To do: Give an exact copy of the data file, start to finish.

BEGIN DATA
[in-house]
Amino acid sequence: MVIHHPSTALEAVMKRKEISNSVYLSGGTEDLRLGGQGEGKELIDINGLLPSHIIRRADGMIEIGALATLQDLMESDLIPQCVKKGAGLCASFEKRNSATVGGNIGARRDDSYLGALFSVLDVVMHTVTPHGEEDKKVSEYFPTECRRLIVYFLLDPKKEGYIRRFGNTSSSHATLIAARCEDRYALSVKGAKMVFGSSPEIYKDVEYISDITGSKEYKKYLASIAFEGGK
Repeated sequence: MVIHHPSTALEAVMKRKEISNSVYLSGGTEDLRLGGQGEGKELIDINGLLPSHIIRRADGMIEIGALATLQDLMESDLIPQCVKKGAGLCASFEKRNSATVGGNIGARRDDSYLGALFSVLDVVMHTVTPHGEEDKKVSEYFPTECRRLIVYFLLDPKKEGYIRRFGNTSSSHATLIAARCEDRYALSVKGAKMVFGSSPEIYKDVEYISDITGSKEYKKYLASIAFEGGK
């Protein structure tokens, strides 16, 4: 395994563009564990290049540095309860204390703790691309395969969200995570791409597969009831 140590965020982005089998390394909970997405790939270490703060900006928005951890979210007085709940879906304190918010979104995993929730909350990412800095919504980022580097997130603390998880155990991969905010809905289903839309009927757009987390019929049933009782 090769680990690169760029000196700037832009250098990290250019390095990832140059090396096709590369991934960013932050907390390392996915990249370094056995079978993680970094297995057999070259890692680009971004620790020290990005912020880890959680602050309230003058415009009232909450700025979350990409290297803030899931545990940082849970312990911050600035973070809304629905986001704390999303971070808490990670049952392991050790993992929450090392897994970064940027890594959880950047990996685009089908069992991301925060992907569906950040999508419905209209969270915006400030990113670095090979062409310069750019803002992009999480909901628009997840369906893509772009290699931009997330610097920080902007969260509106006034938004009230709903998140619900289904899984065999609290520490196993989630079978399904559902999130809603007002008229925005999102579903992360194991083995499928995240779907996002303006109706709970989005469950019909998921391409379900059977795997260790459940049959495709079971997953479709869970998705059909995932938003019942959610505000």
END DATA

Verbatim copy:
[in-house]
Amino acid sequence: MVIHHPSTALEAVMKRKEISNSVYLSGGTEDLRLGGQGEGKELIDINGLLPSHIIRRADGMIEIGALATLQDLMESDLIPQCVKKGAGLCASFEKRNSATVGGNIGARRDDSYLGALFSVLDVVMHTVTPHGEEDKKVSEYFPTECRRLIVYFLLDPKKEGYIRRFGNTSSSHATLIAARCEDRYALSVKGAKMVFGSSPEIYKDVEYISDITGSKEYKKYLASIAFEGGK
Repeated sequence: MVIHHPSTALEAVMKRKEISNSVYLSGGTEDLRLGGQGEGKELIDINGLLPSHIIRRADGMIEIGALATLQDLMESDLIPQCVKKGAGLCASFEKRNSATVGGNIGARRDDSYLGALFSVLDVVMHTVTPHGEEDKKVSEYFPTECRRLIVYFLLDPKKEGYIRRFGNTSSSHATLIAARCEDRYALSVKGAKMVFGSSPEIYKDVEYISDITGSKEYKKYLASIAFEGGK
């Protein structure tokens, strides 16, 4: 395994563009564990290049540095309860204390703790691309395969969200995570791409597969009831 140590965020982005089998390394909970997405790939270490703060900006928005951890979210007085709940879906304190918010979104995993929730909350990412800095919504980022580097997130603390998880155990991969905010809905289903839309009927757009987390019929049933009782 090769680990690169760029000196700037832009250098990290250019390095990832140059090396096709590369991934960013932050907390390392996915990249370094056995079978993680970094297995057999070259890692680009971004620790020290990005912020880890959680602050309230003058415009009232909450700025979350990409290297803030899931545990940082849970312990911050600035973070809304629905986001704390999303971070808490990670049952392991050790993992929450090392897994970064940027890594959880950047990996685009089908069992991301925060992907569906950040999508419905209209969270915006400030990113670095090979062409310069750019803002992009999480909901628009997840369906893509772009290699931009997330610097920080902007969260509106006034938004009230709903998140619900289904899984065999609290520490196993989630079978399904559902999130809603007002008229925005999102579903992360194991083995499928995240779907996002303006109706709970989005469950019909998921391409379900059977795997260790459940049959495709079971997953479709869970998705059909995932938003019942959610505000």